They’ve been working with the early adopters on features, some of whom have been using Thirdweb for over a year. They also say companies like Nike, Disney, Bumble and Meta are already itching to begin building apps and products, like blockchain games, NFT platforms, DAOs and creator projects, for the metaverse, web3 and NFT spaces.

While it’s still early, the company just crossed over its 500th unique project built using its tools. Some of the immediate use cases have been with art, but now Bartlett and Rydhan are seeing more complex web3 apps being built and gated communities that want to create a space.

Thirdweb’s goal is to get to over 1,000 developers, teams and companies using the tools, and Rydhan said the company is “well on our way to doing that.”

The new capital will be used to hire both on the technical and growth teams and will focus on marketing and video assets to educate users on its tools. Thirdweb will continue to be free to use until royalties and fees are programmed into the sales of NFTs that are launched. At that time, the company will take 5% of the royalties of secondary sales, which means the company’s compensation is in direct proportion to the success of its customers, the co-founders said.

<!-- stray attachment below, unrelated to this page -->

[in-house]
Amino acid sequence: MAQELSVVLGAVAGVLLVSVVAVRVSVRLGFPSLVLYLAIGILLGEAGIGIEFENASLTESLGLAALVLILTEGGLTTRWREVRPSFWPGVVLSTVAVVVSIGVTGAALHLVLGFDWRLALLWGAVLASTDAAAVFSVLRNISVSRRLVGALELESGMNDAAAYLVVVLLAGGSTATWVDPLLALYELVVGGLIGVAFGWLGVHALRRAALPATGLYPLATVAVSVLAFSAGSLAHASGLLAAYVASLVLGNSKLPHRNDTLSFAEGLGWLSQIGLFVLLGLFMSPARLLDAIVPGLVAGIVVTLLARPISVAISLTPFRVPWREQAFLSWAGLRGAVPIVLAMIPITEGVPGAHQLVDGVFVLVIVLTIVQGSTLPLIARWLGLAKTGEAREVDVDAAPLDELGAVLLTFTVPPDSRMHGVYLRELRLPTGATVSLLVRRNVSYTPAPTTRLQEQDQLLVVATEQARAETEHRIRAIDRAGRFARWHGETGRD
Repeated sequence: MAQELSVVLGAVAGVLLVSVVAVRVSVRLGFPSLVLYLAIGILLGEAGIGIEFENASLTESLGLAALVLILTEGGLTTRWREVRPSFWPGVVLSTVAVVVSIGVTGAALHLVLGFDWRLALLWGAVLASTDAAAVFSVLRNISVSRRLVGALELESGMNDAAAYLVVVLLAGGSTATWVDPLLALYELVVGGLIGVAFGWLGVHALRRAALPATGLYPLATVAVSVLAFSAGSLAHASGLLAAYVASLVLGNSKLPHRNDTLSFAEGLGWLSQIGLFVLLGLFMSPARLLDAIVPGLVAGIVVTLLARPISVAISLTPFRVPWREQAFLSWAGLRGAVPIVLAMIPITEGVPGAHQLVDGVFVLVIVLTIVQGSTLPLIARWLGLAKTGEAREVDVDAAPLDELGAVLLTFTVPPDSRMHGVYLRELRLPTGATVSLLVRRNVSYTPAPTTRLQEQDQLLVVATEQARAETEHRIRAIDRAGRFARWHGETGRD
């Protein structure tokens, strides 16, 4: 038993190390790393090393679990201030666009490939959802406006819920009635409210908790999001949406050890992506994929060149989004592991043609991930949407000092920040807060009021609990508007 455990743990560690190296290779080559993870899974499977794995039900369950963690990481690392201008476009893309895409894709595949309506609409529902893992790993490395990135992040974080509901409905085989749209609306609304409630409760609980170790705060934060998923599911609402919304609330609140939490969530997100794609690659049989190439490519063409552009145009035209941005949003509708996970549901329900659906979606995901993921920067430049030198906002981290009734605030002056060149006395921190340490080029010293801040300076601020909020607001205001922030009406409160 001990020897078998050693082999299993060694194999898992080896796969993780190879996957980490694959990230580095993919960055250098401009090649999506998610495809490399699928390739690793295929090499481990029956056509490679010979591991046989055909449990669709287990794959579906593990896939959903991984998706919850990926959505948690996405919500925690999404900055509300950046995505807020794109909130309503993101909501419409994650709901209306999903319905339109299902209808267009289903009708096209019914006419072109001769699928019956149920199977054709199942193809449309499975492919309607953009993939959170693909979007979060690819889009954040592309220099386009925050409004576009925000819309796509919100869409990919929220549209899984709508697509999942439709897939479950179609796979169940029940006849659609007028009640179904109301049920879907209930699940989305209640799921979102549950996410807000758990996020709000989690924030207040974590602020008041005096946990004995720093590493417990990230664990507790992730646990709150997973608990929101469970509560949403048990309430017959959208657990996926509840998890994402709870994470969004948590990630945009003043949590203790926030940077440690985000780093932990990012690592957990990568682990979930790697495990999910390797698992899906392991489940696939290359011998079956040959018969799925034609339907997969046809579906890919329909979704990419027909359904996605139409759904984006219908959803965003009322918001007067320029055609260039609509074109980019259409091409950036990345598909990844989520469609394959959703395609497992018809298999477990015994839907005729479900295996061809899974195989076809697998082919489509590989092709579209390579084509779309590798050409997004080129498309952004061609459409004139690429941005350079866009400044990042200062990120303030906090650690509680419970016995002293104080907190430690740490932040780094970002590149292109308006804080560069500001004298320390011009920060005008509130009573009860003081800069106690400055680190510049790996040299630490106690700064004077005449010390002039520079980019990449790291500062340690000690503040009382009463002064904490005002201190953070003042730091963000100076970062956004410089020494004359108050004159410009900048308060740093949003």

Web3 is happening and NFTs are here for the rest of our collective lives,” Vaynerchuk said via email. “Look at what happened from 1995 to 2000 on the ‘internet’ and use that history lesson to deploy how much will be ‘fixed’ in web3 over the next half decade. I’m excited to see Thirdweb accelerate this shift. Fifteen years ago, no one believed that the world would be full of social media creators and artists. Web3 is now giving them the opportunity to own their creations and get a fair share of the profits, and I think that’s something you don’t want to miss. I believe in this space, I believe in this team, I believe in their vision, I believe in the opportunity and I believe in their execution.”

from TechCrunch